The design only finishes when we get for the product the forms, dimensions, materials, fabrication processes, …, and now the recycling processes.
FACOM, a French machine maker for automotive industry, considered that the design is finished only six month after being put on the market. Because the first real test can always bring some requests from the customers.

What about concurrent engineering?

Two aspects of Concurrent Engineering that distinguish it from conventional approaches to product development are cross-functional integration and concurrency.
Conventional NPD programs execute concept exploration, product design, testing, and production activities serially. Each of these development activities is typically controlled by only one functional organization at a time (e.g., marketing, engineering, manufacturing). When one organization completes its design and development activities, it hands over control and responsibility to the next organizational function.
In the Concurrent Engineering approach, integrated, multi-functional teams work together, simultaneously attacking multiple aspects of new product development. Control and responsibility are shared among functions and development activities

Linear versus concurrent engineering

Concurrent engineering includes designing for assembly, availability, cost, customer satisfaction, maintainability, manageability, manufacturability, operability, performance, quality, risk, safety, schedule, social acceptability, and all other attributes of the product highlights the contrast between concurrent engineering and conventional engineering design.The concurrent engineering environment has the following characteristics:
•Reduced cycle time
•Overlapping of functional activities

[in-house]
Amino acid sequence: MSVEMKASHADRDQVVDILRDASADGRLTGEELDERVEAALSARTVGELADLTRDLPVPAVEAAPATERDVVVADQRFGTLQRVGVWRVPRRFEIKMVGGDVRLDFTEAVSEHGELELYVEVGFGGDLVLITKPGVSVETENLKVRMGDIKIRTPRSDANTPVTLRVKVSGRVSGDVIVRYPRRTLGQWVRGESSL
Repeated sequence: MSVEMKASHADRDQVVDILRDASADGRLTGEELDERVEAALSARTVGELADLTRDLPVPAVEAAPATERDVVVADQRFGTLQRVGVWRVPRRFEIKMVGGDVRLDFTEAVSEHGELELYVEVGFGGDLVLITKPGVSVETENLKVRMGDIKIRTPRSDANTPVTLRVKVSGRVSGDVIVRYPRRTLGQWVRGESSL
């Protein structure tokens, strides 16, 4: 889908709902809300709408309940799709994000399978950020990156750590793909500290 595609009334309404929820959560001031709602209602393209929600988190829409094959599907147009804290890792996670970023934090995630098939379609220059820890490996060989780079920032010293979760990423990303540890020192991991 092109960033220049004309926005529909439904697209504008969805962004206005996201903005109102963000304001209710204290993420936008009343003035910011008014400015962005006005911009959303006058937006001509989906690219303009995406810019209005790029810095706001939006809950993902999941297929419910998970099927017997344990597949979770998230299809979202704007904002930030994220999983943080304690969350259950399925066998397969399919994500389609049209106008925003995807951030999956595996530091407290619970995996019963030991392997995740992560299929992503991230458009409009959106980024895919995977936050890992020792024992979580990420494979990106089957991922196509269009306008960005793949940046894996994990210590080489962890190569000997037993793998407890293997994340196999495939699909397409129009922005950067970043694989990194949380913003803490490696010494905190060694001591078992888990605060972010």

•Collaboration in functional decisions
•Concurrent evolution of system and Component decisions
•Critical sequencing

In linear model, the different steps of the design process are put sequentially, with the product opportunity, the concept development, the product design, the process design and the commercial production.

Capture.PNG
linear model

In concurrent engineering , We are not obliged to finish one step to start the next one. And we can have partly overlap, largely overlap or no overlap. Here, the degree of concurrency is the activity overlapping. The question is: How do we make decisions for these overlapping activities ?

Capture.PNG

we have to define common interfaces between the different tasks and in Collaborative engineering, we create synergy between actors.

Source: ECQA certified profession.

EAGLE – Standard 2 year: PCB design made easy, Autodesk EAGLE.

eagle

Assassin's Creed Origins Uplay CD Key EU

magix2
Get 20% Off every product in the MAGIX and VEGAS Online Shop. Save now!
Advertisements
Posted by:useful engineering

3 replies on “What’s concurrent engineering development model?

Leave a Reply

Fill in your details below or click an icon to log in:

WordPress.com Logo

You are commenting using your WordPress.com account. Log Out /  Change )

Google+ photo

You are commenting using your Google+ account. Log Out /  Change )

Twitter picture

You are commenting using your Twitter account. Log Out /  Change )

Facebook photo

You are commenting using your Facebook account. Log Out /  Change )

Connecting to %s